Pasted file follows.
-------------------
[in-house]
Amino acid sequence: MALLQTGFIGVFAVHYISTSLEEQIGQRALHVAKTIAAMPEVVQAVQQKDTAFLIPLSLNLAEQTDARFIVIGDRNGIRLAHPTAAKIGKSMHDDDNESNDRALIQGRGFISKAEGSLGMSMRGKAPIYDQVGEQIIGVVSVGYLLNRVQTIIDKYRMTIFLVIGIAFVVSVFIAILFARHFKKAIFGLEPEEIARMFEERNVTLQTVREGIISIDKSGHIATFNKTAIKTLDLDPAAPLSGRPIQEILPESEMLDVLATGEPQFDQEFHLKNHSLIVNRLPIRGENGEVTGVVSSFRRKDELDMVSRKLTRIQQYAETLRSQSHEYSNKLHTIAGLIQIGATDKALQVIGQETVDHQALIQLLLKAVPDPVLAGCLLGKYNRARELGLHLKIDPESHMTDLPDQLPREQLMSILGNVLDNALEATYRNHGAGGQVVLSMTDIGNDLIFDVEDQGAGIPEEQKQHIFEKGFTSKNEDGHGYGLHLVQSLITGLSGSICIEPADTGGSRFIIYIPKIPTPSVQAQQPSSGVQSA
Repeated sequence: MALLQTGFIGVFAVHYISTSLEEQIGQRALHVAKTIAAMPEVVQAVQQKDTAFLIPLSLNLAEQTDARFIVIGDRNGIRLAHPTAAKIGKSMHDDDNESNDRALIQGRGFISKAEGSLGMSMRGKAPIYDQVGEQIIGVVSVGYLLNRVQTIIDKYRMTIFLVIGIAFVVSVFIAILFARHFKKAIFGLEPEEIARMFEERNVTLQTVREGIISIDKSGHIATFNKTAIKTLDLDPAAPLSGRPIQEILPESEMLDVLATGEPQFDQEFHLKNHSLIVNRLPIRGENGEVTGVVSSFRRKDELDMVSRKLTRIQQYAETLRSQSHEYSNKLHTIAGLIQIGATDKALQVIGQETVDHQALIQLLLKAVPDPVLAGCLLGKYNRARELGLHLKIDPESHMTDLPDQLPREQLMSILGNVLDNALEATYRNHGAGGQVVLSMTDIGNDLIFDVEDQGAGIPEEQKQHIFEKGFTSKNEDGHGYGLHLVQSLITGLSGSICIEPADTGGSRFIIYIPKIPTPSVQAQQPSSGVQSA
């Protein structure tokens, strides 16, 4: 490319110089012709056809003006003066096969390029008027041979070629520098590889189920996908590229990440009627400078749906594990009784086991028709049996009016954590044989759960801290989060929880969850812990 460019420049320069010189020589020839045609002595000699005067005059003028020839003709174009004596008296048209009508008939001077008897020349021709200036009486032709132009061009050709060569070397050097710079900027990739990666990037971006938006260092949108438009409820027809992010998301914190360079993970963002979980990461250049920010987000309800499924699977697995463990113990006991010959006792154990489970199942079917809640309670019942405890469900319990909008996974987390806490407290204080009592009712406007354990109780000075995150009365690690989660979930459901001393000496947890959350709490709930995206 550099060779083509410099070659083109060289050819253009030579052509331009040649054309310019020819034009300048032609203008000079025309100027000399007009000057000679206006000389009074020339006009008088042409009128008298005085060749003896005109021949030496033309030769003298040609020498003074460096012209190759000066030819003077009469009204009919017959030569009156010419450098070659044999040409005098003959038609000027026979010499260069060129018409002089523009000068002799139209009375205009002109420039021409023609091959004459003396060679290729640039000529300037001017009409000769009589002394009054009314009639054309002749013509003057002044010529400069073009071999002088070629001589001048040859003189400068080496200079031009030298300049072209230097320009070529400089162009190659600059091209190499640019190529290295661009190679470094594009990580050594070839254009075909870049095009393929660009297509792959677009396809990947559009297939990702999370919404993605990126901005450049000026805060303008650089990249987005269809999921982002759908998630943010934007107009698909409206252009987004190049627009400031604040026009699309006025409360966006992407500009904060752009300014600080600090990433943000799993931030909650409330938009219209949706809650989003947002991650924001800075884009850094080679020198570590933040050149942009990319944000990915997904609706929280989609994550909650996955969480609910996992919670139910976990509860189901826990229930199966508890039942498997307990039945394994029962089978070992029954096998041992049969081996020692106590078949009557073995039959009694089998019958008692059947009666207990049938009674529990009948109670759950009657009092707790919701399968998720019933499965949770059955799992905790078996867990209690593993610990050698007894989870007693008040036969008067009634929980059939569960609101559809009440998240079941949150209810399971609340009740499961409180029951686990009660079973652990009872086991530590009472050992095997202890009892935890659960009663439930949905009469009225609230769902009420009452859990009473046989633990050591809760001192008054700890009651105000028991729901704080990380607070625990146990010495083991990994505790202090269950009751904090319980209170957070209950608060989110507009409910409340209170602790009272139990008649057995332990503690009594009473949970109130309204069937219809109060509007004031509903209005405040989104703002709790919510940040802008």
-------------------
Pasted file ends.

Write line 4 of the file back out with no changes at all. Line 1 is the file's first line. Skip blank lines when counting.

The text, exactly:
């Protein structure tokens, strides 16, 4: 490319110089012709056809003006003066096969390029008027041979070629520098590889189920996908590229990440009627400078749906594990009784086991028709049996009016954590044989759960801290989060929880969850812990 460019420049320069010189020589020839045609002595000699005067005059003028020839003709174009004596008296048209009508008939001077008897020349021709200036009486032709132009061009050709060569070397050097710079900027990739990666990037971006938006260092949108438009409820027809992010998301914190360079993970963002979980990461250049920010987000309800499924699977697995463990113990006991010959006792154990489970199942079917809640309670019942405890469900319990909008996974987390806490407290204080009592009712406007354990109780000075995150009365690690989660979930459901001393000496947890959350709490709930995206 550099060779083509410099070659083109060289050819253009030579052509331009040649054309310019020819034009300048032609203008000079025309100027000399007009000057000679206006000389009074020339006009008088042409009128008298005085060749003896005109021949030496033309030769003298040609020498003074460096012209190759000066030819003077009469009204009919017959030569009156010419450098070659044999040409005098003959038609000027026979010499260069060129018409002089523009000068002799139209009375205009002109420039021409023609091959004459003396060679290729640039000529300037001017009409000769009589002394009054009314009639054309002749013509003057002044010529400069073009071999002088070629001589001048040859003189400068080496200079031009030298300049072209230097320009070529400089162009190659600059091209190499640019190529290295661009190679470094594009990580050594070839254009075909870049095009393929660009297509792959677009396809990947559009297939990702999370919404993605990126901005450049000026805060303008650089990249987005269809999921982002759908998630943010934007107009698909409206252009987004190049627009400031604040026009699309006025409360966006992407500009904060752009300014600080600090990433943000799993931030909650409330938009219209949706809650989003947002991650924001800075884009850094080679020198570590933040050149942009990319944000990915997904609706929280989609994550909650996955969480609910996992919670139910976990509860189901826990229930199966508890039942498997307990039945394994029962089978070992029954096998041992049969081996020692106590078949009557073995039959009694089998019958008692059947009666207990049938009674529990009948109670759950009657009092707790919701399968998720019933499965949770059955799992905790078996867990209690593993610990050698007894989870007693008040036969008067009634929980059939569960609101559809009440998240079941949150209810399971609340009740499961409180029951686990009660079973652990009872086991530590009472050992095997202890009892935890659960009663439930949905009469009225609230769902009420009452859990009473046989633990050591809760001192008054700890009651105000028991729901704080990380607070625990146990010495083991990994505790202090269950009751904090319980209170957070209950608060989110507009409910409340209170602790009272139990008649057995332990503690009594009473949970109130309204069937219809109060509007004031509903209005405040989104703002709790919510940040802008």